Introductory Videos
To get started, take a look at these courses, they are free and incredibly well produced.
also UND Aerospace, Sportys and King have some free instructional videos. The UND ones are fantastic.
UND - (start from the bottom and work your way up)

The Process
Here's a link to my blog where I wrote up my initial training (look for the early posts in 2007), but it's a good way to get an overall understanding of the steps. In the blog (you have to read the posts oldest to newest to get the timeline correct). This was for the private certificate but the sport license is a great way to get up in the air much sooner.

FAA Handbooks - They are free to download but I preferred to buy them in softcover off of amazon - from this link you want:
You will hear a lot about the FAR/AIM which stands for Federal Aviation Regulations and Aeronautical Information Manual. (FAR now referred to 14 CFR or Code of Federal Regulations as they are trying to get away from the FAR terminology). The FAR details all of the federal rules for flying. You will pay most attention to part 61 and 91. It's best to always buy this and in the beginning of the book it will tell you which sections and rules pertain to you. Also, the AIM is just what it says it is. Bascially best practices and general knowledge related to Aviation. The FAR/AIM is the bible and those other handbooks are supporting matarial but much easier to digest and read. You can buy the FAR/AIM on Amazon as well:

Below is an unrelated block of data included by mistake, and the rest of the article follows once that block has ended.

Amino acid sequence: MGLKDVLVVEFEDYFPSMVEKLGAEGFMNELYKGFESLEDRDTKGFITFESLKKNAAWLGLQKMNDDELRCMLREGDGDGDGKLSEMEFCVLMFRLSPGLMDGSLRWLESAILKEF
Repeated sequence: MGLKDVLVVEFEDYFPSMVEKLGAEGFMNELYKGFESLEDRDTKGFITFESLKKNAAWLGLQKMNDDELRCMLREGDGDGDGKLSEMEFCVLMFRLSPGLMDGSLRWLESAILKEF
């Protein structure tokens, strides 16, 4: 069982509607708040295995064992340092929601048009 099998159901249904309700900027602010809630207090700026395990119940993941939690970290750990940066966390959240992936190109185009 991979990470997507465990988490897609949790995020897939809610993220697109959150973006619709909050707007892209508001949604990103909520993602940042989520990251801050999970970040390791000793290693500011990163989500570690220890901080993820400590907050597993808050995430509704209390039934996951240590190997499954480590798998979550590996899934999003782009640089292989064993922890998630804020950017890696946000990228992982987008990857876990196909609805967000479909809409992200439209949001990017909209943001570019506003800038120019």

The FAA has a ton of additional information on their website if you want to check it out:

Other helpful books
Cessna 152 (A Pilot's Guide)
Visualized Flight Maneuvers Handbook: For High Wing Aircraft
Aviation Weather Services Handbook - another FAA handbook you can download

The Written Exam
You will also need to prepare for the written exam I found this book to be the most help
Private Pilot Test Prep 2008
Also, if you order a set of Sporty's videos (see Video section below), the will include a CD-ROM that has practice questions and lets you take mock exams.

Educational Videos
I've heard good and bad things about all three major instructional video producers: King, Gleim and Sportys. I purchased Sportys and was very happy with them.
Pricey at $199 but very worthwhile.

The Practical Test
Once you get past all of the required flight time and you've past your written, you will then prepare for the practical test with the Designated Pilot Examiner (DPE). The practical test will begin with an hour to two hour "conversation" where the DPE will probe your knowledge of ALL the available material you've learned over since your training began. Everything is fair game from your aircraft systems to weather to FARs to aiport ops, etc. To help prepare for that oral portion, this is a decent book:
Private Oral Exam Guide

If you pass the oral portion, you will then be asked to demonstrate the flying portion, and here are the maneuvers you will be tested on the the performance metrics:
go here:
and click -> Private Pilot Practical Test Standards for Airplane (PTS) for the PDF